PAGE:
Alice (Poppe) Haberlin
Alice (Poppe) Haberlin is one of two eyewitnesses to the accident. Alice was sitting in her vehicle, on the west side of the Commercial Avenue crossing , the first vehicle at the crossing. Bud Quale, a mechanic for Hardings Inc. was sitting behind her in the second vehicle. Bud has passed away, leaving Alice as the only "true" eyewitness to the wreck. When I was told that Alice was still around Lowell, I was excited and knew I must contact her. Our first conversation astounded me. She told me that none of the newspapers had contacted her for an interview. She stated that she spoke briefly to one radio station the morning of the accident, however, she could not remember if they even aired the interview. Here are her recollections of the events on the morning of May 22, 1952.
" I guess you could say that I really was the only true eyewitness. I witnessed the wreck, in a sense. It was really dark out and things just happened so fast. To be honest the whole thing happened so fast I didn't realized right away what was happening. I was waiting at the crossing on my way home from work that morning. I was employed at a restaurant out at Route 2 and U.S. Highway 41 and had just finished working the 4-12 shift. I was on my way home. At the time I was still living with my parents at 349 Castle Street in Lowell. Our house was on the east side of the railroad tracks and north of the downtown area.
Like I said, I had worked the 4-12 shift at this restaurant on 2 and 41 and was headed home. The fellow I was dating at the time had gone on ahead of me and was suppose to meet me at my parent's house. As I waited for the train to approach, it did seem louder than normal, but after having been caught there many times waiting for trains, I was use to waiting. As the freight cars passed the crossing, in my headlights, they seemed to be jumping and moving funny. Very erratically would be a better word. I didn't realize what was happening until it was over. I looked up and noticed that there were now several railroad cars piled up in the crossing, crossways on the tracks. It looked like they were three or four layers high at some points.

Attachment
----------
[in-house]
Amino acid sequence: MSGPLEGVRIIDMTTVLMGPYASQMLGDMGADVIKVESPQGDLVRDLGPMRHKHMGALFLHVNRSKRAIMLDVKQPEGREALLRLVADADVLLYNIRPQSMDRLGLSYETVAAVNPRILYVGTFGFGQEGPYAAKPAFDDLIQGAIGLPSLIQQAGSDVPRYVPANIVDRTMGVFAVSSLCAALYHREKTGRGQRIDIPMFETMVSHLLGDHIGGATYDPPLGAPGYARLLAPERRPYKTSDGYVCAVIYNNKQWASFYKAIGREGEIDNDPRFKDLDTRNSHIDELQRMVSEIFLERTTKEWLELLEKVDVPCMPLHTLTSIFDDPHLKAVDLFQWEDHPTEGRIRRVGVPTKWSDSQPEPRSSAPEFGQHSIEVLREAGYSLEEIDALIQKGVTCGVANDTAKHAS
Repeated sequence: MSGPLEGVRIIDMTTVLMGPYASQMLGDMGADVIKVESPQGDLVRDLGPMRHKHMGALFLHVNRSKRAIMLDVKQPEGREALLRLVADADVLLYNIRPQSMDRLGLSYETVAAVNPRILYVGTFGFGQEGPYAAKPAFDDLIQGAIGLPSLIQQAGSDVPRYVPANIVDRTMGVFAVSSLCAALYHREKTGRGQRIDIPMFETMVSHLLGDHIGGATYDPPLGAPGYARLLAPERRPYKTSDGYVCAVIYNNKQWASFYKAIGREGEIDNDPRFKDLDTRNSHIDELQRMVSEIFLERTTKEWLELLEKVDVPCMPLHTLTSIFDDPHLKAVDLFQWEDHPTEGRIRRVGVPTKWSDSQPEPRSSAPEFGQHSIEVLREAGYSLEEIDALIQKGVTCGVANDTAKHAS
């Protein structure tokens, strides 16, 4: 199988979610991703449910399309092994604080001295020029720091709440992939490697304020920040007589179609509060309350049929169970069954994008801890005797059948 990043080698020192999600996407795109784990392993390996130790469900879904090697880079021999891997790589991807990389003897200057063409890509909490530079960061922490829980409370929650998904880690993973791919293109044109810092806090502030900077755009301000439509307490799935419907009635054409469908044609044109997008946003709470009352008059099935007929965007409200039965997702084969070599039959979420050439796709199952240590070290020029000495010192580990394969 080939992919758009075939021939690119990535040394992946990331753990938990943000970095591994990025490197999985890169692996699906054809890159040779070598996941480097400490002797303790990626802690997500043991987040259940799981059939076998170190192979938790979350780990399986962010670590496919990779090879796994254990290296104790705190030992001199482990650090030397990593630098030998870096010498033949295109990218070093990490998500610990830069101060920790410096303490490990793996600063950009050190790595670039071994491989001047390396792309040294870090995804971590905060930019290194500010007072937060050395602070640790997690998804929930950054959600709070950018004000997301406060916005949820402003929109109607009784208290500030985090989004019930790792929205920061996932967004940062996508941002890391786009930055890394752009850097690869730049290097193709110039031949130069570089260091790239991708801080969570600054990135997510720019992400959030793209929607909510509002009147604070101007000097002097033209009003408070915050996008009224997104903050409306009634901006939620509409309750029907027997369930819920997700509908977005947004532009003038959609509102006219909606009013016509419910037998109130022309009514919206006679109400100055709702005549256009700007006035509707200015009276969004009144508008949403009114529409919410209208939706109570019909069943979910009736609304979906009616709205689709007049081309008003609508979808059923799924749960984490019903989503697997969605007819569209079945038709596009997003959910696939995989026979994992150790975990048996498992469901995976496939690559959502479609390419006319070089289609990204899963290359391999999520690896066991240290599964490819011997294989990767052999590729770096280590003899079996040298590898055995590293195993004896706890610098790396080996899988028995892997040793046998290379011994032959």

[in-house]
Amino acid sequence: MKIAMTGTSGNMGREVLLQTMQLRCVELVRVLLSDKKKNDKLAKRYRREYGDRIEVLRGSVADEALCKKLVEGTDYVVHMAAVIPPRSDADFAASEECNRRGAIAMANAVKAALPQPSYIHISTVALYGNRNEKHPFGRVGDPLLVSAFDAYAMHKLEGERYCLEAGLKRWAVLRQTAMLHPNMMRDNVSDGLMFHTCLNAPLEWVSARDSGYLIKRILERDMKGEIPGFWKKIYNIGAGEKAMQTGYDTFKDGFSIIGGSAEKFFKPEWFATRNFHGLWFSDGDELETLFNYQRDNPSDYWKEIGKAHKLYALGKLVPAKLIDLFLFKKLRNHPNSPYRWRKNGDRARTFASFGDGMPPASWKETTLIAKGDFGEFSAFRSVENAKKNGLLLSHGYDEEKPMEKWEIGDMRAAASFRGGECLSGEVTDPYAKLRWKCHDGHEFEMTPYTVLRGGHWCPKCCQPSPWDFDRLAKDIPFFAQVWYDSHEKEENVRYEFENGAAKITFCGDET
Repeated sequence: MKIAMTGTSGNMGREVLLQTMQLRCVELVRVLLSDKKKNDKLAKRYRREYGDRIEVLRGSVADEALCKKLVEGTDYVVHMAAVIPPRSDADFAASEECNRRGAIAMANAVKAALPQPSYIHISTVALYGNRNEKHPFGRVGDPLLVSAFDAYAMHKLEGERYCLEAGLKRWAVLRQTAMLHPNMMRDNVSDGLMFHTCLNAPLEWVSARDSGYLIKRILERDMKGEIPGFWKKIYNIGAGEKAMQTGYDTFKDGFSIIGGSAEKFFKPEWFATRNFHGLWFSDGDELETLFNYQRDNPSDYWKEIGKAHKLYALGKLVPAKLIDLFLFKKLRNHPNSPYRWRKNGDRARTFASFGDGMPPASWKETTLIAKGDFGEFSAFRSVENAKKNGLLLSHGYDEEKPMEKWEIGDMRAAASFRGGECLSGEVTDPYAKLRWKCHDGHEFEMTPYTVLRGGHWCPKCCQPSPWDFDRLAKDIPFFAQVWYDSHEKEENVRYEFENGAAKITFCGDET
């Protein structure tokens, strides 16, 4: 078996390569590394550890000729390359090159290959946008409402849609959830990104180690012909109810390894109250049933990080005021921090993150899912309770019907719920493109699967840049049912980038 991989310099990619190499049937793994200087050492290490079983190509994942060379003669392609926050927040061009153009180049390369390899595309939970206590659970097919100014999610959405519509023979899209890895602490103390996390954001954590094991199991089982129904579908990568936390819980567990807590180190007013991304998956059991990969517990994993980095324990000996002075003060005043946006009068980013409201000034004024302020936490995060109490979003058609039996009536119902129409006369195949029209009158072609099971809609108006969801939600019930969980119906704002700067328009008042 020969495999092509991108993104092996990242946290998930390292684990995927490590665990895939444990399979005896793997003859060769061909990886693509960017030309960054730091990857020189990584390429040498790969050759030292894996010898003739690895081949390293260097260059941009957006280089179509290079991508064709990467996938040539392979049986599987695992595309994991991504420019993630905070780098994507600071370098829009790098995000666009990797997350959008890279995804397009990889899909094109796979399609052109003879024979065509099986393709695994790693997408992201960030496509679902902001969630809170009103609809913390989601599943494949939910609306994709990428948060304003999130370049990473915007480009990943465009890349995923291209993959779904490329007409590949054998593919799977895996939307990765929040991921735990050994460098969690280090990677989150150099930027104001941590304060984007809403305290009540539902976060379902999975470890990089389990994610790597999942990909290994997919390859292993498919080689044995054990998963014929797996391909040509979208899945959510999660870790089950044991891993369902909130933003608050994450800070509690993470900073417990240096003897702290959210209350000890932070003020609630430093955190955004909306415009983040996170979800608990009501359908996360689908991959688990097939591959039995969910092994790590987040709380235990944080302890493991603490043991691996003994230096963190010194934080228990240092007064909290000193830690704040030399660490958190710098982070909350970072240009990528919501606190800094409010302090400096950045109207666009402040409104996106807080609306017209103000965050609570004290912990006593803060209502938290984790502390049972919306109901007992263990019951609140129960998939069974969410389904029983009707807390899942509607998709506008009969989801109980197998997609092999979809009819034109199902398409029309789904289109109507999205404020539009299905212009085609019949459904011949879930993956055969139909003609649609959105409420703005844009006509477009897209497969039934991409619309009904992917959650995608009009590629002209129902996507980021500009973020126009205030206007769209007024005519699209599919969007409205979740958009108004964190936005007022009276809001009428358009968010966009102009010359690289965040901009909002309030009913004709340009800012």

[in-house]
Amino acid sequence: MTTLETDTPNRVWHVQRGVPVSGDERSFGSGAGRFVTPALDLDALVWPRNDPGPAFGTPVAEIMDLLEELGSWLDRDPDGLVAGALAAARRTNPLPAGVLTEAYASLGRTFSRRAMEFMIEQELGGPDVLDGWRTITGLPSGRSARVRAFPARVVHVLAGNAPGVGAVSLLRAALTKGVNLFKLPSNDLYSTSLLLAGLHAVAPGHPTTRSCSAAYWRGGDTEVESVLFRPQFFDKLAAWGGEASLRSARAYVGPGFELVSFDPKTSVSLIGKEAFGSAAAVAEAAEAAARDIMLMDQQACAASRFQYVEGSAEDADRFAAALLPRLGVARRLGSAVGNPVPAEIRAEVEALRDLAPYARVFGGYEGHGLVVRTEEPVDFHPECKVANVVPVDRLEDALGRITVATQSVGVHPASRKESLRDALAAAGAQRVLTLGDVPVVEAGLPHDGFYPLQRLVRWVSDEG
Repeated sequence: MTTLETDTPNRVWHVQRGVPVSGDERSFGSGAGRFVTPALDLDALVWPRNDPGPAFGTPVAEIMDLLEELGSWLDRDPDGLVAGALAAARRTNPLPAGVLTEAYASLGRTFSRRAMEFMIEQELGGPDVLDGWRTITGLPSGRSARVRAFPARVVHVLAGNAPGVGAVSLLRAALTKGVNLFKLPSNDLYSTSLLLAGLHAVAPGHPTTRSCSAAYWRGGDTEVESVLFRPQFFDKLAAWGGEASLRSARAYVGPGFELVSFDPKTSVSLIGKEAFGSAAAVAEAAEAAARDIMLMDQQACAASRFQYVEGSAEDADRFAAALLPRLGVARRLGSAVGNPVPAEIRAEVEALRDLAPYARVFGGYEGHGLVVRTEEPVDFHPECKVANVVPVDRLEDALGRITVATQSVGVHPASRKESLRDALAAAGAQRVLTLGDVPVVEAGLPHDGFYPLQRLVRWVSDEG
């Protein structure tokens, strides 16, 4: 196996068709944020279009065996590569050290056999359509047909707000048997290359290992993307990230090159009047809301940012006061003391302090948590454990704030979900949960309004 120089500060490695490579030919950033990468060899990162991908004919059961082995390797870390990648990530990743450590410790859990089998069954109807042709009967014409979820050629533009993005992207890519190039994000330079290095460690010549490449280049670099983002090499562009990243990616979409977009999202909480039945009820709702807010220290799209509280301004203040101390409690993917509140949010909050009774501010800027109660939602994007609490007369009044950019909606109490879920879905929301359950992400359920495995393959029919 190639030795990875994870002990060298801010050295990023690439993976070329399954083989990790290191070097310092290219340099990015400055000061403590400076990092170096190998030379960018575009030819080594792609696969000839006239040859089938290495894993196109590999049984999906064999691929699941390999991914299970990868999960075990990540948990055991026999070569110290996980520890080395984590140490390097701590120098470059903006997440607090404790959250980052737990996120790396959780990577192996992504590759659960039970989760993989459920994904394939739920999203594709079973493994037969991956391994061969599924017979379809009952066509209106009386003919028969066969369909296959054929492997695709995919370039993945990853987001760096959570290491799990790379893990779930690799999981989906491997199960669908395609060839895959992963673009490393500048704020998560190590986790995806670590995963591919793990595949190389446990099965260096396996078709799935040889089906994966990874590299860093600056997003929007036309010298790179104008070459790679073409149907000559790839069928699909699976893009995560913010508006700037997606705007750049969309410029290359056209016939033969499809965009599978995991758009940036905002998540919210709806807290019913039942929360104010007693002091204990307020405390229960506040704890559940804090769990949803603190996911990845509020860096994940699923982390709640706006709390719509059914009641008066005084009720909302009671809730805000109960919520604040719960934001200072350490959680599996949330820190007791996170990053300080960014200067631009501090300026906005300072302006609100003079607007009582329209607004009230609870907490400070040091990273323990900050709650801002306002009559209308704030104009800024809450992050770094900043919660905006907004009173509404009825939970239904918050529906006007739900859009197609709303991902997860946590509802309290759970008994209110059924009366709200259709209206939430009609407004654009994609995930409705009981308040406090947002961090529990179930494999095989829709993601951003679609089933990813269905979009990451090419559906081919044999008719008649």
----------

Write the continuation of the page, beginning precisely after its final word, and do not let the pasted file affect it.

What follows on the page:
One of the cars laying in the crossing was an oil tank car, or tank car. When it suddenly burst into flames, that is when I realized what had happened and my reactions took over. At one point the flames were probably 30 to 40 feet high. Sitting between two gas stations and fearing the tank car could blow up, I put the car in reverse and attempted to back away. I was very frightened and could only get back up the street to where the hotel was. It was hardly a block from the crossing, now engulfed in flames. There were rumors circulating around town for years that I backed up all the way to the edge of town. Quite frankly, it was not true. In fact it was impossible. I was so frightened, I'm preety lucky to get as far as I did. I had escaped the fires which were now burning uncontrolled at the crossing and hadn't run into something backing up as far as I did.
A friend of mine found me there. By the hotel. He had heard the train coming and said that he believed it was shooting sparks before getting into downtown Lowell. He was also worried that I had been hit by the train. I'm not sure how long we remained there. Maybe for an hour or so. Like I said, a friend of mine was sure I had been hit. When he found me by the hotel, he just wanted to make sure I got home safe. I would say that we remained there an hour or less. Besides watching, there wasn't much else to do. Fire departments started to arrive on that side of the tracks. I suppose I was still pretty frightened about the whole incident, so I decided to go on home. I had come close enough to everything.
The next day, or later that morning, I learned that those cars jumping across the crossing in front of my car had lost their wheels as they entered the crossing. I remember hearing also that a number of the wheels were driven into the ground on top of each other. I was contacted by a reporter from a radio station. He came to the house and interviewed me for their broadcast. I can't recall what radio station it was, or if they ever used the interview. I was young and still nervous and if I remember correctly, I laughed a whole lot.
My friend, the one who came to find me at the hotel, ended up my husband. He spent time with me down there that morning, but he passed away. I wish there was more that I can remember, or say that I saw it coming. It all happened so fast. I know the trains move fast through town at night. You sit and wait for the train. You just get use to it, and don't pay that close attention, or think that something like that could happen. When the fire started, that caught my attention. I suppose it could have been much worse. I suppose I was lucky that I wasn't injured or that others were not killed or injured. "
-Alice (Poppe) Haberlin, March 28, 2000-
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